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N785TT accident description

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Crash location 38.959722°N, 94.371389°W
Nearest city Lee'S Summit, MO
38.922559°N, 94.372990°W
2.6 miles away
Tail number N785TT
Accident date 31 Jul 2011
Aircraft type T&T Aviation Inc Falcon Ls
Additional details: None

NTSB Factual Report

On July 31, 2011, about 2100 central daylight time, a T & T Aviation Falcon LS experimental, light sport airplane, N785TT, veered to the left and departed the runway pavement on landing at Lee's Summit Municipal Airport (LXT), Lee's Summit, Missouri. The airplane sustained substantial damage to the wings and fuselage. The nose landing gear collapsed during the accident sequence. The pilot and passenger were not injured. The airplane was registered to and operated by Renegade Light Sport LLC. The flight was being conducted under the provisions of 14 Code of Federal Regulations Part 91. Visual meteorological conditions prevailed for the flight, which was not operated on a flight plan. The flight originated from Portage Municipal Airport (C47), Portage, Wisconsin, about 1700. The intended destination was LXT.

The pilot reported that the landing touchdown was normal on the main landing gear. However, when the nose landing gear touched down, the airplane veered to the left. The airplane departed the runway pavement and subsequently struck 3 runway/taxiway signs. The pilot stated that his efforts to maintain control were not effective. The airplane crossed an adjacent taxiway, before coming to rest in a grass area. The pilot noted that there were no problems with the takeoff or flight prior to the landing.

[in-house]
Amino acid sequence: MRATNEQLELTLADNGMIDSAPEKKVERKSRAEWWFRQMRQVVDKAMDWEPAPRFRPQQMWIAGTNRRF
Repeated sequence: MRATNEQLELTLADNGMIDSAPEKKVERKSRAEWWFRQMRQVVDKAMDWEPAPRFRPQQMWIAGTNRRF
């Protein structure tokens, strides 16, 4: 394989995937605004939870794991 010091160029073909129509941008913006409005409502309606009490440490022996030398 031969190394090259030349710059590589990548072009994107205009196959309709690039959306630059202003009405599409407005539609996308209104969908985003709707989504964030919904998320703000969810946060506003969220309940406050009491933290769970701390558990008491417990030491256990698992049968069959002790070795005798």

A postaccident examination did not reveal any anomalies related to the nose wheel steering; however, binding of the rudder cables was observed. The left Teleflex rudder cable was bent approximately 10 degrees near the forward end. Binding was noted when the rudder was centered from right deflection. Deflecting the rudder to the right required approximately 10 lbs. of force. Although, centering the rudder from right deflection required about 40 lbs. of force. The rudder tended to suddenly release and go hard left when the binding was overcome. Rudder deflection to the left was normal with no binding.

The airplane manufacturer stated they will be removing the Teleflex cables and incorporating standard aircraft cables in all future production airplanes. One airplane has been sold privately at the time of this report. The owner of that airplane will have the option of replacing the Teleflex cables with standard cables, as well.

Teleflex cables are constructed with a sleeve surrounding the center cable. On installation, the sleeve is secured to a bulkhead or fitting, providing an anchor point for the cable assembly. The center cable slides within the sleeve when actuated, in this case to control the rudder.

The accident airplane was initially issued a Special-Production Flight Test airworthiness certificate on March 30, 2009. A Special-Light Sport airworthiness certificate was issued on April 16, 2009, and subsequently re-issued on July 24, 2009, with revised operating limitations. A Special-Experimental Light Sport airworthiness certificate was issued on June 25, 2010. This airworthiness certificate was in effect at the time of the accident.

NTSB Probable Cause

A binding condition in the left rudder cable which resulted in a loss of directional control during landing.

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